Navarro joins her with a shot of Hornitos. He’s offered a stool. “I don’t sit,” he says, leaning against the bar.
He points toward the back room to a door that once led downstairs to the meat lockers. It was a meat market, back in the day. Now the back room is dark and empty.
There’s a Mrs. Pac Man video game and a photo booth with a torn mustard-yellow curtain. It’s plastered with strips of photos and covered in graffiti. A sticker inside reads, “The debauchery continues.”
Senn spots Jeffrey sitting at the bar next to a house painter in paint-splattered clothes. He just got off his shift. Jeffrey’s also a musician. Senn goes over to the jukebox, finds his CD (“The Lion’s Jaw,” ) and plays her favorite (number three, “Dark White.”)
“He’s a shy, troubled soul,” Senn says. When Jeffrey’s voice floods the bar, Jeffrey doesn’t flinch.
Senn starts snapping. The cello’s gonna come in, she says. It’s subtle.
“It’s morbid,” says Navarro. “It makes you want to slash your wrists after listening to it.”
Senn goes outside and comes back in reeking of Camels. “A perfect Mom Hour,” she says of the hour that has become 90 minutes long.
The Lucky Strike clock hits 6 p.m. By 8 p.m., the hipsters will begin to trickle in. The lineup will be gone. It’s not their scene.
“Sometimes I’m like, ‘Who are you, and what are you doing in my living room?’” Senn says.
Already Slater and Cherry Bomb have moved on.
Jeffrey is glad to sit down. A couple of months ago, he went up to Bernal with a jelly jar of Jameson and took a tumble down the hill. His knee’s all torn up.
He stares at the T.V. in an old Italian hat he found at a thrift store. Bottom of the 11th. A walk-off grand slam by Texas.
“That’s it,” Jeffrey says. “Jesus Christ.”
“Fuck Texas, man,” says the house painter. “Sorry,” he says, as he gets up and slaps Jeffrey on the shoulder.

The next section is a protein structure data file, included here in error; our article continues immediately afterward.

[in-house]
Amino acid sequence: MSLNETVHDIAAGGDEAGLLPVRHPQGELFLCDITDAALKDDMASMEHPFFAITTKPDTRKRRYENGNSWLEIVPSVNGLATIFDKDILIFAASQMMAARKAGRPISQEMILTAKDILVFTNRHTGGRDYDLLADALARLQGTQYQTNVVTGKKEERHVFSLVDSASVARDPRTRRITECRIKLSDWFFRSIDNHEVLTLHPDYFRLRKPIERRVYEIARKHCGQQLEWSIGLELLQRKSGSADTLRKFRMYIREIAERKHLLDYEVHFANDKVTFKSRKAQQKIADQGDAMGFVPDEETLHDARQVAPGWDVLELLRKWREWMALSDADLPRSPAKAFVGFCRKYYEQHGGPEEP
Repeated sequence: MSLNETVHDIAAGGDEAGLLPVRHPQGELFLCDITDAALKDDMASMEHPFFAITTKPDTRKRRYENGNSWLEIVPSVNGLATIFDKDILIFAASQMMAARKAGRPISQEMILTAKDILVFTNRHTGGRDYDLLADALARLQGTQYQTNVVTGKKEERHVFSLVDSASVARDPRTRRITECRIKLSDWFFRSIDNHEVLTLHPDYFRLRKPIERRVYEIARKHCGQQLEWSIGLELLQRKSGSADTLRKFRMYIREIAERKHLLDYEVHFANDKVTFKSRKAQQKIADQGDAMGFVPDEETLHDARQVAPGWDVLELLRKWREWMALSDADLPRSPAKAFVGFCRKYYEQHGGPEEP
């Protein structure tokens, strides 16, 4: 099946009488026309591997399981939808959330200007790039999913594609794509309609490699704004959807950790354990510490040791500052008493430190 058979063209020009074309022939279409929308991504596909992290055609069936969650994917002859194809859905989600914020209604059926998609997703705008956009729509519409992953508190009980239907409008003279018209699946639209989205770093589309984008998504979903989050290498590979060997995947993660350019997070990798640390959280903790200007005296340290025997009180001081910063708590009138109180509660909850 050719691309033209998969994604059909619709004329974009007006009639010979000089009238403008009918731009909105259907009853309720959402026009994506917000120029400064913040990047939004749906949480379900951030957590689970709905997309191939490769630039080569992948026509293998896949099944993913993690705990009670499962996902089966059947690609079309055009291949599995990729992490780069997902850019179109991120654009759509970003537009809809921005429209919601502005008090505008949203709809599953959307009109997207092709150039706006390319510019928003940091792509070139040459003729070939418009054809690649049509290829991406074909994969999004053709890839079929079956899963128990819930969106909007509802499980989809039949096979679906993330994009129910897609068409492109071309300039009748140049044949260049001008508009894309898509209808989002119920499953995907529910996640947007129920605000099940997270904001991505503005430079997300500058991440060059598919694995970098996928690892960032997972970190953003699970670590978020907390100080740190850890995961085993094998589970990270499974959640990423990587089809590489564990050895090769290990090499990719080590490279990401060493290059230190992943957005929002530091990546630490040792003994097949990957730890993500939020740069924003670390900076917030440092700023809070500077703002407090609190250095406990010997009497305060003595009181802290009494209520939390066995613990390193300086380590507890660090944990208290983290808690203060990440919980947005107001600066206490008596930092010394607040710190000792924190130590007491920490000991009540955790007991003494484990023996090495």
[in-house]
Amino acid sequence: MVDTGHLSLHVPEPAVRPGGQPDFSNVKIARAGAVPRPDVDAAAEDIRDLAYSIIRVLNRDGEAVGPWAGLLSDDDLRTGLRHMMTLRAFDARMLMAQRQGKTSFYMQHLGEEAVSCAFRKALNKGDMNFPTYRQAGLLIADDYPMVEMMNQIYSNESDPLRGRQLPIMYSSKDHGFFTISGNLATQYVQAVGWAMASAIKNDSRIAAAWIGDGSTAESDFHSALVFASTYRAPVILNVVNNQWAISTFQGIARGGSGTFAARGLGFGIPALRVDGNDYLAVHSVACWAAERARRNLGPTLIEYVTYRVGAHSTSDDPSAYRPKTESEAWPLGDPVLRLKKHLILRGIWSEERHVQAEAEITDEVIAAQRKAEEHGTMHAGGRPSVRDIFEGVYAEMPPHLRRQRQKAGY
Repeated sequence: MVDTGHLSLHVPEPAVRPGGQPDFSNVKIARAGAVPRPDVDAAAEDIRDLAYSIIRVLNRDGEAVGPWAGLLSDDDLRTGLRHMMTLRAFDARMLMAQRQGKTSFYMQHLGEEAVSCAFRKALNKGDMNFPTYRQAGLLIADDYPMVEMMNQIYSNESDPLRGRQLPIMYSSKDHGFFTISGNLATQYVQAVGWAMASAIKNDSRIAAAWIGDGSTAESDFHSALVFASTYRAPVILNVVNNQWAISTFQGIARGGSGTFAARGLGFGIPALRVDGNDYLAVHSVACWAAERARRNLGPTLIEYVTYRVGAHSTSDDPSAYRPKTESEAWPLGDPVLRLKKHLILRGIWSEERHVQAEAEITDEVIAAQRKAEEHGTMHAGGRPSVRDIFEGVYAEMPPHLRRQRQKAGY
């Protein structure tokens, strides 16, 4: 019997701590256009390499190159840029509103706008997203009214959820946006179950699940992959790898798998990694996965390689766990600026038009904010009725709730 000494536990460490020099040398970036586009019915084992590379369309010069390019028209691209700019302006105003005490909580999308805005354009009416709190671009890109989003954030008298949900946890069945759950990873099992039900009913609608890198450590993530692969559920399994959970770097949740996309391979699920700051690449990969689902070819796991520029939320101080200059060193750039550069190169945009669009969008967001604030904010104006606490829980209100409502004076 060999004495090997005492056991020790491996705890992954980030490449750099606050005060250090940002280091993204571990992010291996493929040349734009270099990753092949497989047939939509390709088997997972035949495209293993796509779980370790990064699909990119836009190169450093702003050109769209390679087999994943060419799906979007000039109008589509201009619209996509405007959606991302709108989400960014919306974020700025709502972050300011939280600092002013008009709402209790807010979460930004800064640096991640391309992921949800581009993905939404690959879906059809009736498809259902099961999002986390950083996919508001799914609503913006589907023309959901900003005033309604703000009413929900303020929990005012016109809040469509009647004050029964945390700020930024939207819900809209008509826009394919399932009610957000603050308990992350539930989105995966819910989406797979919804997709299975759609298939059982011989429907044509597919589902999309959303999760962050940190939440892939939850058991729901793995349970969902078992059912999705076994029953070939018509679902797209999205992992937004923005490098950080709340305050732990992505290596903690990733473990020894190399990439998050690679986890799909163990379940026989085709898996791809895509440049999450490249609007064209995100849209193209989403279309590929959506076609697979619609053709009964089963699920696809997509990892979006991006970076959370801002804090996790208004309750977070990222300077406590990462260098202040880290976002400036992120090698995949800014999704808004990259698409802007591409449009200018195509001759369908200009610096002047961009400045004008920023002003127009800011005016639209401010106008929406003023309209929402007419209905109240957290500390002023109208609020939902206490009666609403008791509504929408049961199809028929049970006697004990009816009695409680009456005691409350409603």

Clare brings Jeffrey a Monday night classic steak dinner, but he leaves it in the white paper bag.
Right now he just wants to drink his Magners. And have a shot of Hornitos.
He played a show last night at the Great American. People compare his music to Leonard Cohen, Lou Reed and the two Nicks, Cave and Drake. Senn says that if he talks to you, you’re lucky, darlin’.
It’s getting dark now, and red lightbulbs cast a rosy light. The doors stay open, but there’s a fire going in the fireplace.
“Can you do a hot toddy?” a woman asks.
Jeffrey slips out. Bre removes stacks of cash from the register, and Sudsy takes over.
Daniel, 36, comes in after stripping furniture at a nearby upholstery shop. He’s one of the guys who knows when they change the discs in the jukebox.
He drinks Powers Irish whiskey and writes a grocery list on the the back of a Schlitz coaster with a Pilot G-2 mini pen that he carries in his chest pocket.
Lemons, basil, anchovies, broccolini. If he makes it to Trader Joe’s before they close, he’ll make pesto for his wife.
He comes in only once a week now, because he wants to stay married, not because he doesn’t like to drink here.
Rainy days are good, he says, because no one is here.
“The well has run dry,” he says. His custom-made pinky skull ring clinks against the empty glass.
Pulling out a pack of American Spirits, he walks outside to look for a reason to leave.
He started smoking because he wanted his hands to smell like his dad’s hands. And because he wanted to sound like a jazz singer.
“It didn’t work,” he says. “I’ve had thousands of cigarettes and thousands of bottles of whiskey, and I still talk like a little girl.”
It’s 9 p.m. Groups of kids in their early 20s shuffle in. They take over the booths and the back room.
One of them puts the Circle Jerks on the jukebox.
Gimme, gimme, gimme